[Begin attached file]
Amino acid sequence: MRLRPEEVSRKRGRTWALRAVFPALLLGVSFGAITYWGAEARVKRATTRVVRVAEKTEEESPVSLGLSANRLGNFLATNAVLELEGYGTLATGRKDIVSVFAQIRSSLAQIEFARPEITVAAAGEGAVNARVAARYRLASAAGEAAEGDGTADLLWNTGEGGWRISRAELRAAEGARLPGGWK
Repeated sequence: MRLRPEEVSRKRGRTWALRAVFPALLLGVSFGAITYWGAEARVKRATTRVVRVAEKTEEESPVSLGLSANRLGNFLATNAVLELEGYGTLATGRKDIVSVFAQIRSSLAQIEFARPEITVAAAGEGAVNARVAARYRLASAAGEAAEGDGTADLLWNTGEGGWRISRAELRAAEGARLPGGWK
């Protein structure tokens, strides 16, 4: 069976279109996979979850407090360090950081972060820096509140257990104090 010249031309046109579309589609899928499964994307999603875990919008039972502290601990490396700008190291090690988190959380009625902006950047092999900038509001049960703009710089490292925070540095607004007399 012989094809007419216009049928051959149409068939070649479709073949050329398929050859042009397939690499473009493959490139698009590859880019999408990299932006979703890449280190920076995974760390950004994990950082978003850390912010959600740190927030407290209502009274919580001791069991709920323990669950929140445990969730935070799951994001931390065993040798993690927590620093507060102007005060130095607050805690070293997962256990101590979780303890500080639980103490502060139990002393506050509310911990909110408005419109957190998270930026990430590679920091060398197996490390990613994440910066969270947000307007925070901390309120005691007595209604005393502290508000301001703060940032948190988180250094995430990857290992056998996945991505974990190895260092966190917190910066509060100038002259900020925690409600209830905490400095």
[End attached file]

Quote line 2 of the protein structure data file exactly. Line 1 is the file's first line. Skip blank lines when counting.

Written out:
Repeated sequence: MRLRPEEVSRKRGRTWALRAVFPALLLGVSFGAITYWGAEARVKRATTRVVRVAEKTEEESPVSLGLSANRLGNFLATNAVLELEGYGTLATGRKDIVSVFAQIRSSLAQIEFARPEITVAAAGEGAVNARVAARYRLASAAGEAAEGDGTADLLWNTGEGGWRISRAELRAAEGARLPGGWK